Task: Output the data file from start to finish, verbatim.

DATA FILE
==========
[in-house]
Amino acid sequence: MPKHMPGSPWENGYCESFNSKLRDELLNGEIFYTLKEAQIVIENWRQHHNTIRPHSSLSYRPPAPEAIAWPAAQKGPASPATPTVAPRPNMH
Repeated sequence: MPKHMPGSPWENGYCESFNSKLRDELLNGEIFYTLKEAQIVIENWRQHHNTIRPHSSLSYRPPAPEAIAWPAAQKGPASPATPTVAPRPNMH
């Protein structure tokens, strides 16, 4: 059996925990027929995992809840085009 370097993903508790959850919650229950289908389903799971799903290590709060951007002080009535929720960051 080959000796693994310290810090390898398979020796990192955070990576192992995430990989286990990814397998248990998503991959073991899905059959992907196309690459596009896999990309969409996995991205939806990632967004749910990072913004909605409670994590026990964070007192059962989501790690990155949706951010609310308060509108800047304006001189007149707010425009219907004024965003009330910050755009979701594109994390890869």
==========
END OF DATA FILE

[in-house]
Amino acid sequence: MPKHMPGSPWENGYCESFNSKLRDELLNGEIFYTLKEAQIVIENWRQHHNTIRPHSSLSYRPPAPEAIAWPAAQKGPASPATPTVAPRPNMH
Repeated sequence: MPKHMPGSPWENGYCESFNSKLRDELLNGEIFYTLKEAQIVIENWRQHHNTIRPHSSLSYRPPAPEAIAWPAAQKGPASPATPTVAPRPNMH
């Protein structure tokens, strides 16, 4: 059996925990027929995992809840085009 370097993903508790959850919650229950289908389903799971799903290590709060951007002080009535929720960051 080959000796693994310290810090390898398979020796990192955070990576192992995430990989286990990814397998248990998503991959073991899905059959992907196309690459596009896999990309969409996995991205939806990632967004749910990072913004909605409670994590026990964070007192059962989501790690990155949706951010609310308060509108800047304006001189007149707010425009219907004024965003009330910050755009979701594109994390890869």